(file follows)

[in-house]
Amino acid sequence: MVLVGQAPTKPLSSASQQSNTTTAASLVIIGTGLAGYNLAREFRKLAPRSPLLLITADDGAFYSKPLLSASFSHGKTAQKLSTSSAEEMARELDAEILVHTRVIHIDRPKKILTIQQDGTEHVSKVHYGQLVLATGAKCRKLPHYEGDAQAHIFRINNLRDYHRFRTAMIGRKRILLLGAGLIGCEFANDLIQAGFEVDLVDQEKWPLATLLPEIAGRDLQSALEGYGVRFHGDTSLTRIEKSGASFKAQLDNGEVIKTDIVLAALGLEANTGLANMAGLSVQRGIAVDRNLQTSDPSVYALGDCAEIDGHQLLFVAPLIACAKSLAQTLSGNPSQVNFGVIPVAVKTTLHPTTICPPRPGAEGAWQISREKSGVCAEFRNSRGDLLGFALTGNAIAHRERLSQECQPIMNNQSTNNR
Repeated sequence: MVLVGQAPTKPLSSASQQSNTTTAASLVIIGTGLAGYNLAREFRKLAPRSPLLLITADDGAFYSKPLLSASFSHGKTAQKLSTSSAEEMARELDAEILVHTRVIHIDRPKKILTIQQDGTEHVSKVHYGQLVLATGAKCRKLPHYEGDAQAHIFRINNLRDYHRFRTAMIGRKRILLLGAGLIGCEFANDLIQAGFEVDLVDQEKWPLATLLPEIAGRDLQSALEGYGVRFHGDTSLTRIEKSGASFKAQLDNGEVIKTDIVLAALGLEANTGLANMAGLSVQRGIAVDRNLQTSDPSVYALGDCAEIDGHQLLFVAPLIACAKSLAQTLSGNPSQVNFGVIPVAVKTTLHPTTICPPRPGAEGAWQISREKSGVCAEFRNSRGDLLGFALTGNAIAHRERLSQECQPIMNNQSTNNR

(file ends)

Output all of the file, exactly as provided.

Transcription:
[in-house]
Amino acid sequence: MVLVGQAPTKPLSSASQQSNTTTAASLVIIGTGLAGYNLAREFRKLAPRSPLLLITADDGAFYSKPLLSASFSHGKTAQKLSTSSAEEMARELDAEILVHTRVIHIDRPKKILTIQQDGTEHVSKVHYGQLVLATGAKCRKLPHYEGDAQAHIFRINNLRDYHRFRTAMIGRKRILLLGAGLIGCEFANDLIQAGFEVDLVDQEKWPLATLLPEIAGRDLQSALEGYGVRFHGDTSLTRIEKSGASFKAQLDNGEVIKTDIVLAALGLEANTGLANMAGLSVQRGIAVDRNLQTSDPSVYALGDCAEIDGHQLLFVAPLIACAKSLAQTLSGNPSQVNFGVIPVAVKTTLHPTTICPPRPGAEGAWQISREKSGVCAEFRNSRGDLLGFALTGNAIAHRERLSQECQPIMNNQSTNNR
Repeated sequence: MVLVGQAPTKPLSSASQQSNTTTAASLVIIGTGLAGYNLAREFRKLAPRSPLLLITADDGAFYSKPLLSASFSHGKTAQKLSTSSAEEMARELDAEILVHTRVIHIDRPKKILTIQQDGTEHVSKVHYGQLVLATGAKCRKLPHYEGDAQAHIFRINNLRDYHRFRTAMIGRKRILLLGAGLIGCEFANDLIQAGFEVDLVDQEKWPLATLLPEIAGRDLQSALEGYGVRFHGDTSLTRIEKSGASFKAQLDNGEVIKTDIVLAALGLEANTGLANMAGLSVQRGIAVDRNLQTSDPSVYALGDCAEIDGHQLLFVAPLIACAKSLAQTLSGNPSQVNFGVIPVAVKTTLHPTTICPPRPGAEGAWQISREKSGVCAEFRNSRGDLLGFALTGNAIAHRERLSQECQPIMNNQSTNNR